I always try to warn people not to get themselves thrown in prison by obstructing justice in SEC investigations. No really, I do! As I have said here many times in one form or another,

"SEC enforcement actions are civil matters, meaning no matter how badly a defendant may lose the case he or she isn't going to prison. However, there is a one easy way to parlay this situation into jail time, and that is by perjuring yourself in sworn testimony or, similarly, by obstructing justice by making false statements to the SEC during its investigation."

The latest person not to heed my advice is one Roger S. Bliss, a former Apple stock day-trader who as of this week has now been sentenced to spend "a year and a day" in federal prison for obstructing the SEC's case against him. As I discussed here in September 2015, Bliss took the bleak state of affairs he was faced with when the SEC filed a civil case against him on February 11, 2015 and made things exponentially worse for himself.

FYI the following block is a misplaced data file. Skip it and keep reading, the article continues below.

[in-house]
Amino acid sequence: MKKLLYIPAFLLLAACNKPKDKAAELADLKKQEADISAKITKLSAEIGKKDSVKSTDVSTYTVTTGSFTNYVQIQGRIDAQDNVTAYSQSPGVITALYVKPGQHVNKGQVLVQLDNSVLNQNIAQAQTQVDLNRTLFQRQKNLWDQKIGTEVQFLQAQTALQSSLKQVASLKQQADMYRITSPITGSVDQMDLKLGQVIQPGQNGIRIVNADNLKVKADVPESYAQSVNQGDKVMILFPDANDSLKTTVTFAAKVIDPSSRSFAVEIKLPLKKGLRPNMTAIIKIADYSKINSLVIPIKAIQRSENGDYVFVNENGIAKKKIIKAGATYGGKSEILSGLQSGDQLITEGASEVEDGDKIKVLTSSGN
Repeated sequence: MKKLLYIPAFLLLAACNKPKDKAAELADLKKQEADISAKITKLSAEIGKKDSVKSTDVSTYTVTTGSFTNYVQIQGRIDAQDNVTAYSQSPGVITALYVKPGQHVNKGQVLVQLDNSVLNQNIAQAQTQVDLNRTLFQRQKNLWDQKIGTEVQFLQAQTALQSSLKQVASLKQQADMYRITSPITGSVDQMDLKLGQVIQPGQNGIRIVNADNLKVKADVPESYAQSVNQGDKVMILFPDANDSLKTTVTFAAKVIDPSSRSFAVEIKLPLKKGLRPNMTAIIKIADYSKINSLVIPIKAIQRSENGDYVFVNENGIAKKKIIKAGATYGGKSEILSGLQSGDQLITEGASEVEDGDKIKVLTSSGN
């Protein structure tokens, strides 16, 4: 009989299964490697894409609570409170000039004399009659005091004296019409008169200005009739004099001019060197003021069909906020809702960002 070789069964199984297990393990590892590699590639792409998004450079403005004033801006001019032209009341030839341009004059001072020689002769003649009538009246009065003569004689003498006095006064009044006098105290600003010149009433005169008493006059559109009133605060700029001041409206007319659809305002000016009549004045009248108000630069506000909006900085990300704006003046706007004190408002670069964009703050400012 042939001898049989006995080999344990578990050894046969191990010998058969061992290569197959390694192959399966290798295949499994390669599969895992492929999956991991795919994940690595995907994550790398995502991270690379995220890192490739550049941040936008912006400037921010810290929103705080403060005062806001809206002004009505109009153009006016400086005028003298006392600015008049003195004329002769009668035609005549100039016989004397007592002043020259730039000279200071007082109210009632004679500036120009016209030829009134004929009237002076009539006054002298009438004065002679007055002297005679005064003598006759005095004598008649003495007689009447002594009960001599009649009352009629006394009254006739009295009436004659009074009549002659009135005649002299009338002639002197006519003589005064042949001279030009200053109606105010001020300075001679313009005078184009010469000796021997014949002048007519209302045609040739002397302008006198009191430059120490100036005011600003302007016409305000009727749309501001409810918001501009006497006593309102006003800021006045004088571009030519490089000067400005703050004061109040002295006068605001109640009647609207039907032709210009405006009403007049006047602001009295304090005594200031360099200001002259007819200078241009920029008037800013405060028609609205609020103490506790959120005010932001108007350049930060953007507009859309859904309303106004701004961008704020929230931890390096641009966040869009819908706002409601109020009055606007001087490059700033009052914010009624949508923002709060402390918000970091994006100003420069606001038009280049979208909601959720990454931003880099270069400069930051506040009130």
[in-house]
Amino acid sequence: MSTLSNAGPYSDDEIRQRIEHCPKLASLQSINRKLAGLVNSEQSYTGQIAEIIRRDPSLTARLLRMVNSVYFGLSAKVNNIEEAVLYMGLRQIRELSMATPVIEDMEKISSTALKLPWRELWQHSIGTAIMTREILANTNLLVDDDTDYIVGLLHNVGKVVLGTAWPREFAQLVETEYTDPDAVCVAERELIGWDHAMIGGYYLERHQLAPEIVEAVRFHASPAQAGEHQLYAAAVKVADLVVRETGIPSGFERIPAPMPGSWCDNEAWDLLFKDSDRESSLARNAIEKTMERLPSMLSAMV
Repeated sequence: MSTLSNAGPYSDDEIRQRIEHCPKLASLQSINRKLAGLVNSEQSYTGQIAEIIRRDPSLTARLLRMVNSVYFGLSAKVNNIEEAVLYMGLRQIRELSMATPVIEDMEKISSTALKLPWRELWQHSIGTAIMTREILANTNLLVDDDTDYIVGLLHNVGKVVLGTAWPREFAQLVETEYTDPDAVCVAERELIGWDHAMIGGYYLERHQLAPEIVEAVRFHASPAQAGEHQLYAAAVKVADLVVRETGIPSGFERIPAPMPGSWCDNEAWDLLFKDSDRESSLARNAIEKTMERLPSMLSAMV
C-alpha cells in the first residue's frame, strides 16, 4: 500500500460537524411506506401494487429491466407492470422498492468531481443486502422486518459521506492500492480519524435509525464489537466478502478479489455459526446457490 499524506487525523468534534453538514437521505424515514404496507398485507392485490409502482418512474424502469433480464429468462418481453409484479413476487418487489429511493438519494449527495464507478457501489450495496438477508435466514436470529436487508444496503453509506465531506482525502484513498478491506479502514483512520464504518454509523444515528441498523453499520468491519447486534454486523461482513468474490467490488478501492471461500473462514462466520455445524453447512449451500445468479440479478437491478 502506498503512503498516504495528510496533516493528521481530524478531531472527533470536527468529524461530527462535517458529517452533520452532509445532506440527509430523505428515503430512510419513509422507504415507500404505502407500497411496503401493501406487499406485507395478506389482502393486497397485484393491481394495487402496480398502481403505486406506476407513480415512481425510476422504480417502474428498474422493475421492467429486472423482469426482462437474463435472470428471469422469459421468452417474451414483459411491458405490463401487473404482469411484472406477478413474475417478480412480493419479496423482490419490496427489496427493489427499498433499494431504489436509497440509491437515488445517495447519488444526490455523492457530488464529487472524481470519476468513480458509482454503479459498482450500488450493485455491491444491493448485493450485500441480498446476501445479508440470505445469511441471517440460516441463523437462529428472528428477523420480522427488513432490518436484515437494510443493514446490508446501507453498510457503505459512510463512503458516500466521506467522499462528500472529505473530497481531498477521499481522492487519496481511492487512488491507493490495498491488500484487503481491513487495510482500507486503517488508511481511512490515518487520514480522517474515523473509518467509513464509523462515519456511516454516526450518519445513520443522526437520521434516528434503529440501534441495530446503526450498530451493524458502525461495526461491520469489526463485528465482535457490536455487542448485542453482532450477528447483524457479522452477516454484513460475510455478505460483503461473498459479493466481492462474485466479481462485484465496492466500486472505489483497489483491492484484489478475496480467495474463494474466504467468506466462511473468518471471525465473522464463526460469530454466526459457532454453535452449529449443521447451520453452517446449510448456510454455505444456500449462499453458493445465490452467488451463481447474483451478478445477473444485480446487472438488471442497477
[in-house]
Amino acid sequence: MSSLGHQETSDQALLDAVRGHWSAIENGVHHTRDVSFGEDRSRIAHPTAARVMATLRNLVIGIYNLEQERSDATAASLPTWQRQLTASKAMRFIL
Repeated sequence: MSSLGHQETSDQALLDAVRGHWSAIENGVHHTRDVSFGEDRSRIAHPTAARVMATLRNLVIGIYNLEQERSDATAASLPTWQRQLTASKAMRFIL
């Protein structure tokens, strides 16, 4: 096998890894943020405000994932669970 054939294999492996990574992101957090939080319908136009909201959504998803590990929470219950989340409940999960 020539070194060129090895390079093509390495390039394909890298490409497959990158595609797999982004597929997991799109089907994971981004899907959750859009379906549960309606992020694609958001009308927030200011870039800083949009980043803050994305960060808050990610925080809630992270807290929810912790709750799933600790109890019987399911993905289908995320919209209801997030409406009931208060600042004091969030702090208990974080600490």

According to the SEC, Bliss was "sentenced to a year and a day in prison after pleading guilty to charges that he lied and obstructed justice in connection with an asset freeze the Commission obtained against him in federal court." Specifically, Bliss concealed his ownership of a catamaran sailboat and secretly transferred possession to his brother-in-law, Kevin Fortney. He and Fortney also filed sworn declarations that the sailboat was owned by the brother-in-law and not by Bliss, the SEC stated.

In short, sometimes you need to simply "take the L" in the SEC's case against you and keep yourself out of prison.